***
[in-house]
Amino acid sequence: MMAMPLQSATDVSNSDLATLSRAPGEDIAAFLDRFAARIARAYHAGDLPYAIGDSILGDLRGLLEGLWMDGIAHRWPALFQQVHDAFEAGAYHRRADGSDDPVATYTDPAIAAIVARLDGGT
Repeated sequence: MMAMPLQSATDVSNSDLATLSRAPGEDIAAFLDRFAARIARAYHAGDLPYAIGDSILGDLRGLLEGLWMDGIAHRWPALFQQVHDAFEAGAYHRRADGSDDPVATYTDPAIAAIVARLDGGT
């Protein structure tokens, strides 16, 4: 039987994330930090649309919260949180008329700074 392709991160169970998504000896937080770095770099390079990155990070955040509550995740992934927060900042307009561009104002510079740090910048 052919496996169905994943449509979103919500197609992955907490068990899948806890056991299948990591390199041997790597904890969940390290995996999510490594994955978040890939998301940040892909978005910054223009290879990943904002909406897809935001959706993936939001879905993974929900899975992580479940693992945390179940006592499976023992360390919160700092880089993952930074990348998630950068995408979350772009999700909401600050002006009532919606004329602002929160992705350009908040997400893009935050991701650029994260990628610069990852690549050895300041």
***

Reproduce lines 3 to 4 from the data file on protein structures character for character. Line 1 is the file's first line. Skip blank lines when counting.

Repeated sequence: MMAMPLQSATDVSNSDLATLSRAPGEDIAAFLDRFAARIARAYHAGDLPYAIGDSILGDLRGLLEGLWMDGIAHRWPALFQQVHDAFEAGAYHRRADGSDDPVATYTDPAIAAIVARLDGGT
């Protein structure tokens, strides 16, 4: 039987994330930090649309919260949180008329700074 392709991160169970998504000896937080770095770099390079990155990070955040509550995740992934927060900042307009561009104002510079740090910048 052919496996169905994943449509979103919500197609992955907490068990899948806890056991299948990591390199041997790597904890969940390290995996999510490594994955978040890939998301940040892909978005910054223009290879990943904002909406897809935001959706993936939001879905993974929900899975992580479940693992945390179940006592499976023992360390919160700092880089993952930074990348998630950068995408979350772009999700909401600050002006009532919606004329602002929160992705350009908040997400893009935050991701650029994260990628610069990852690549050895300041």